Carbon nanotube and boron nitride nanotube hosted C60–V nanopeapods†
We investigate electronic and transport properties of a novel form of nanopeapod structure, where the “pod” component is either a carbon nanotube (CNT) or a boron-nitride nanotube (BNNT) while the “pea” component is a chain of C60–V dimers. Compared to the conventional carbon peapod where the “pea” is a chain of C60 fullerenes, marked changes in the electronic structures are found due to the formation of coordination bonds between V and two neighboring C60 molecules. The local spins in the (η6-C60–V)@CNT or (η6-C60–V)@BNNT peapod are coupled via antiferromagnetic (AFM) exchange interaction. In particular, the C60–V chain in BNNT yields a well-defined spin qubit. Density-functional theory calculation suggests that the (η6-C60–V)@CNT peapod is metallic with characteristics of multiple carriers contributed from CNTs, C60, and V. The (η6-C60–V)@BNNT peapod is predicted to be semiconducting with a narrow band gap, and its charge carriers are contributed by the C60–V chain. Evidently, the insertion of a V atom between every two C60 fullerenes can enhance the conductivity of the peapod. Binding H atoms on all the α positions of the pentagons in C60 can further strengthen the V–C60 interaction. Both AFM and FM states of the H-containing peapod are nearly degenerate in energy. The FM state gives rise to a magnetic moment of 3.0 μB per unit cell, three times greater than that of the V–benzene or V–cyclopentadiene multidecker complexes. The binding of H atoms to the C60 however cannot enhance electron transport due to the removal of the π channel of C60. Previous experiments have demonstrated that C60 molecules can enter BNNTs through the open tips of the BNNTs, offering a strategy that the V–C60 dimers may be encapsulated into nanotubes through the open tips of the nanotubes to form M–C60 peapods.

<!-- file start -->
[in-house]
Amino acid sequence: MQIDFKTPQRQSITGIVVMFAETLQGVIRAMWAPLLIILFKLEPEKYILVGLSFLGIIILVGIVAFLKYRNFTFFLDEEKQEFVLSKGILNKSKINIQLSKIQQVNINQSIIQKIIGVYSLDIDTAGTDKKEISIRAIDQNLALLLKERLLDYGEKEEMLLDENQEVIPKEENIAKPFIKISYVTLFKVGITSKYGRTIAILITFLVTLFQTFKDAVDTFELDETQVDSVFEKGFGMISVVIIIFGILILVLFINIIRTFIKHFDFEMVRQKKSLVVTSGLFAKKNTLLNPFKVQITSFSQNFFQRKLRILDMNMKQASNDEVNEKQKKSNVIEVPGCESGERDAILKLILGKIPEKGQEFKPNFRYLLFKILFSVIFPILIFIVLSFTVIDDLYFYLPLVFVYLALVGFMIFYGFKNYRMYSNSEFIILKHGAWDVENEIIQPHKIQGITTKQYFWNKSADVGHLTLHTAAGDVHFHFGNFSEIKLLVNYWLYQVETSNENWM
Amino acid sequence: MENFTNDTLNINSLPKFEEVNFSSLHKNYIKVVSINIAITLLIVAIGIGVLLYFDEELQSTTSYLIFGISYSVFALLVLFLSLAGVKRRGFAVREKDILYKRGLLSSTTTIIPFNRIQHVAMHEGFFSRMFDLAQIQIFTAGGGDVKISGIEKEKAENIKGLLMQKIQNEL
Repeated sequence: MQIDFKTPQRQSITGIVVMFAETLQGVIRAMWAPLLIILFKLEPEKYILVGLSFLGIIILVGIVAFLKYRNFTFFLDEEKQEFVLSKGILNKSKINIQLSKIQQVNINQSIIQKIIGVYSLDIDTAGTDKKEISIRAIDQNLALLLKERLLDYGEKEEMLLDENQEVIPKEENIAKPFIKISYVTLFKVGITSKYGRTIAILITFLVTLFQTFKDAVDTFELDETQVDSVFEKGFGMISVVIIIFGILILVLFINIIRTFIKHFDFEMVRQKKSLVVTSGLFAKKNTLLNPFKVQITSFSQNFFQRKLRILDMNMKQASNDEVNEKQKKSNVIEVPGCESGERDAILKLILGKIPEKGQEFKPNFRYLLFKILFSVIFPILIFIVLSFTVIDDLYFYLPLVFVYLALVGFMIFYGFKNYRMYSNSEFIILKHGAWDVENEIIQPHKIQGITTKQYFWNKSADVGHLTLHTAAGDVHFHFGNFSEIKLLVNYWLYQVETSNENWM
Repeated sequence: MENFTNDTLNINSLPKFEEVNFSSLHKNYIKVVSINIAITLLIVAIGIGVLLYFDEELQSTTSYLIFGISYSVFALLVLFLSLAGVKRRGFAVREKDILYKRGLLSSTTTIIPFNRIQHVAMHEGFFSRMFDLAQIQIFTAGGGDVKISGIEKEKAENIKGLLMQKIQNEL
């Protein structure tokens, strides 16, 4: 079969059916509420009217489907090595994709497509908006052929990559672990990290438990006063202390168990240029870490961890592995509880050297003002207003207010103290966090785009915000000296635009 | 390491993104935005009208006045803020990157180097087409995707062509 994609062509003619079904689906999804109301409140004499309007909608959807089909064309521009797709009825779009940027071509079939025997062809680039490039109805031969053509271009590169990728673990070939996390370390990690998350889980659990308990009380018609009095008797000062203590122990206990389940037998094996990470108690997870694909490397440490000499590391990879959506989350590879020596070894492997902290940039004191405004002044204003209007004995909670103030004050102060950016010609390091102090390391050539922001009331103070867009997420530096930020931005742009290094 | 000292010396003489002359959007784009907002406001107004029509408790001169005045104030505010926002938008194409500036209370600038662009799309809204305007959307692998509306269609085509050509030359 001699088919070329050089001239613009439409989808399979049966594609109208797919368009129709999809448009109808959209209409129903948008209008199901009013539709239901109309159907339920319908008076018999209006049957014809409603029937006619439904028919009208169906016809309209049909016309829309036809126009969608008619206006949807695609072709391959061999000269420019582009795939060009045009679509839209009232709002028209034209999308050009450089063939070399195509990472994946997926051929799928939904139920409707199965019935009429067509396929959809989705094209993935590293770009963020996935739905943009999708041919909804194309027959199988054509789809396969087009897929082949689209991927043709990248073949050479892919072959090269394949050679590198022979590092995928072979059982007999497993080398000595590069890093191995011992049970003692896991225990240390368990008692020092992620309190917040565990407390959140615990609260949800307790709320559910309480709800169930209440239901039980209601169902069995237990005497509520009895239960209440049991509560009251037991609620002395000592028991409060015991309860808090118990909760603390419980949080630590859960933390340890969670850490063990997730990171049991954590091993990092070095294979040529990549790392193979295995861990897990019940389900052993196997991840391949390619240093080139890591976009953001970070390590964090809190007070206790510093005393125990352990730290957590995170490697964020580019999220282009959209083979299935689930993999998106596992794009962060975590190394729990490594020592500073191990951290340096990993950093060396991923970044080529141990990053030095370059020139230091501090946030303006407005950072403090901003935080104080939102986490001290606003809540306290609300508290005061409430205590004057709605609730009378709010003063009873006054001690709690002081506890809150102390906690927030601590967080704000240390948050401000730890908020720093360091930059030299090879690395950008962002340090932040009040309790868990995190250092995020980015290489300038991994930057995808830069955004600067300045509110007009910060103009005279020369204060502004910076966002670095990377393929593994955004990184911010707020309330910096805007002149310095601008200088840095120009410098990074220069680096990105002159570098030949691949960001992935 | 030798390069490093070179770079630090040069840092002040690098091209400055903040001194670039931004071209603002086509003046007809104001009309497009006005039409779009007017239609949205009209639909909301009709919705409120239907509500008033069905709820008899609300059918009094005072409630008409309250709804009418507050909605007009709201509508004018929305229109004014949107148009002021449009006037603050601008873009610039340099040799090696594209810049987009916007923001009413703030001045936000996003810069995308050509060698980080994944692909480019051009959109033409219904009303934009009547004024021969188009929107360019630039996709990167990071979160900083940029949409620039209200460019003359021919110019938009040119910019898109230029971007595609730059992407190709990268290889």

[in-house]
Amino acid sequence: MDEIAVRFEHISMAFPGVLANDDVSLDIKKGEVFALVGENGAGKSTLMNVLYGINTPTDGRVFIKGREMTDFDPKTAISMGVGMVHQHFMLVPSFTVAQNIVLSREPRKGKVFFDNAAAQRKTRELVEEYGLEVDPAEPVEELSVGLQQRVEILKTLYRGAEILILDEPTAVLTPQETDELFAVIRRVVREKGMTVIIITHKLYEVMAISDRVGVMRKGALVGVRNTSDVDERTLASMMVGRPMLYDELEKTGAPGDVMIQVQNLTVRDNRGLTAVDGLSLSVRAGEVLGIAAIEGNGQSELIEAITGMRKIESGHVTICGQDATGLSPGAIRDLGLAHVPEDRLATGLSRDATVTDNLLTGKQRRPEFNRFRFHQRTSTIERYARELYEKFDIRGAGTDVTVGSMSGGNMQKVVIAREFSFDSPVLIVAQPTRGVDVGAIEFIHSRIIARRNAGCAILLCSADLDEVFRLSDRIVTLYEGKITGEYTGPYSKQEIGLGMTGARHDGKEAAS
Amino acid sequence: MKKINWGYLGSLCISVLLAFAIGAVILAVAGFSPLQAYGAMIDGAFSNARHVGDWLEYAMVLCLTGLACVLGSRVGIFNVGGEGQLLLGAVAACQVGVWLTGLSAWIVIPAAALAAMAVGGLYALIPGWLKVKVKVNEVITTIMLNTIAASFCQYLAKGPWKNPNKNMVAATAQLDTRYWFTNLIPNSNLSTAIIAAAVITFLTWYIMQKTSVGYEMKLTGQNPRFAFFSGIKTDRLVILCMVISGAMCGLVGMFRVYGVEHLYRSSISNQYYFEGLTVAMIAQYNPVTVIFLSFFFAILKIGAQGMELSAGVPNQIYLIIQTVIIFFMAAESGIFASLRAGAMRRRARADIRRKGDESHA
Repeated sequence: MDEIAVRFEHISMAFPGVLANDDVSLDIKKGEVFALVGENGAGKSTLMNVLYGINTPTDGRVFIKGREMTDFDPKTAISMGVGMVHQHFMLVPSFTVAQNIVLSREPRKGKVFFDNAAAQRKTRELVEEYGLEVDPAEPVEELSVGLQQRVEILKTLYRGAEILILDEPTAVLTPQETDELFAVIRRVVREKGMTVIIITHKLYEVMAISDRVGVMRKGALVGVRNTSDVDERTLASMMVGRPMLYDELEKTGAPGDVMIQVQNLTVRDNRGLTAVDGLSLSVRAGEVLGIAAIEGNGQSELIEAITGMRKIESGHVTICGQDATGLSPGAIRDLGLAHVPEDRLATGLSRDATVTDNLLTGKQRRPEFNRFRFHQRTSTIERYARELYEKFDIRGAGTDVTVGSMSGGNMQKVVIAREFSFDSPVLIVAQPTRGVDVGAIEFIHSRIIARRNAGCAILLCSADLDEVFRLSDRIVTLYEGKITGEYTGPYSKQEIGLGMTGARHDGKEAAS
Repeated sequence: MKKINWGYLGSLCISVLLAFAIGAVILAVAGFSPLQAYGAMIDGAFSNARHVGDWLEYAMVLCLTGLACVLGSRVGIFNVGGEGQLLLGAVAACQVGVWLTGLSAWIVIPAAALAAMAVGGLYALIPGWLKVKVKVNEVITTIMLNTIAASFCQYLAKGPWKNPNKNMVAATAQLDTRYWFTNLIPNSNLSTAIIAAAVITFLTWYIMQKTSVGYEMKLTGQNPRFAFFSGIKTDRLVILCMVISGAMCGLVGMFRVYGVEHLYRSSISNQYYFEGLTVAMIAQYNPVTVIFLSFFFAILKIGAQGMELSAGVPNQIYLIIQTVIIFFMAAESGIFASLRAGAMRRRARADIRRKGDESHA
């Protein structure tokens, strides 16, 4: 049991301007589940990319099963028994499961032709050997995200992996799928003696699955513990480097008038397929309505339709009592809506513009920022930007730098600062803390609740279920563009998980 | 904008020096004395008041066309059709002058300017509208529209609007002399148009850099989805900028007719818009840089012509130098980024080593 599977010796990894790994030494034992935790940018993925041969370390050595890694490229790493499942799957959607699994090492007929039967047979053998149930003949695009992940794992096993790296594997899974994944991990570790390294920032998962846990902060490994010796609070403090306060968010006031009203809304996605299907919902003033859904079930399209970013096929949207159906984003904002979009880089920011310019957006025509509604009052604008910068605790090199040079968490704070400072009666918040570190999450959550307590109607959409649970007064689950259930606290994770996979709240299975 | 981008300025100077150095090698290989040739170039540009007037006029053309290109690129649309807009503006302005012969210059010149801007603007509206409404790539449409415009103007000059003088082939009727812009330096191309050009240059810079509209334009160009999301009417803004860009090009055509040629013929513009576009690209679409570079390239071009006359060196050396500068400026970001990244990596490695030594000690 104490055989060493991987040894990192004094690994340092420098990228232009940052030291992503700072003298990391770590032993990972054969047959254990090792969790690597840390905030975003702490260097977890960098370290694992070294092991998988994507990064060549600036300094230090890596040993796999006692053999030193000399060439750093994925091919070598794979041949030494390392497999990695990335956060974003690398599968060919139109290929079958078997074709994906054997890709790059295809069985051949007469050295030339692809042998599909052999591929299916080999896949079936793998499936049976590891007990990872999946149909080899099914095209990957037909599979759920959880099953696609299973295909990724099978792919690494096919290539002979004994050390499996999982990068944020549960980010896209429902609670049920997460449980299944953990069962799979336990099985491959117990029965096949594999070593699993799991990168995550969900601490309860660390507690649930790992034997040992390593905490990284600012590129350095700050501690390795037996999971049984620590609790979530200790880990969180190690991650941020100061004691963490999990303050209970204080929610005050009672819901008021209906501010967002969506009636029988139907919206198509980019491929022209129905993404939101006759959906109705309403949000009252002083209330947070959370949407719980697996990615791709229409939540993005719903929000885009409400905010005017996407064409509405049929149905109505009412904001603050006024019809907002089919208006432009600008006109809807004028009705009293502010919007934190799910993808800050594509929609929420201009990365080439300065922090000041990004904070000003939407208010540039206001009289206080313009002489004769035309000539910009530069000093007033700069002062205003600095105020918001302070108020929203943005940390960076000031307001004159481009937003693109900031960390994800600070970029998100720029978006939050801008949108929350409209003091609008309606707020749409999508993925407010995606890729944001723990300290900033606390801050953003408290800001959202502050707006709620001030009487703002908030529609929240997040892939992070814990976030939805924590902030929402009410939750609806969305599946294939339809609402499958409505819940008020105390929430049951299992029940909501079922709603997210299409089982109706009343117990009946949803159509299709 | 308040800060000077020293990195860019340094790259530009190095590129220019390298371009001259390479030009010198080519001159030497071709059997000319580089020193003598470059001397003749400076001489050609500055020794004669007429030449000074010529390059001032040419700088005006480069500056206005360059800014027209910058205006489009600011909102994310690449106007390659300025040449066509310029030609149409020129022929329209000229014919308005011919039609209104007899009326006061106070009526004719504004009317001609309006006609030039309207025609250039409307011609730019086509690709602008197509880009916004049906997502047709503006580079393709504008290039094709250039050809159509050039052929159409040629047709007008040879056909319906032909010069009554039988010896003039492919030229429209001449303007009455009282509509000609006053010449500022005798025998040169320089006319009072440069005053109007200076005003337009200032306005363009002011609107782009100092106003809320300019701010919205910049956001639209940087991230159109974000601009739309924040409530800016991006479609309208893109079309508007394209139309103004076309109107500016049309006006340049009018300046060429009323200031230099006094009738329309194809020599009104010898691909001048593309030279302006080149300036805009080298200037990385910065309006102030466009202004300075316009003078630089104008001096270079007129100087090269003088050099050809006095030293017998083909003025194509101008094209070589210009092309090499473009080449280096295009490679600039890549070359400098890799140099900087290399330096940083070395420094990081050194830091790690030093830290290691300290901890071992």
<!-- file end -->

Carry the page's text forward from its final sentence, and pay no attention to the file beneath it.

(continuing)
- This article is part of the themed collection: 2013 Journal of Materials Chemistry C Hot Papers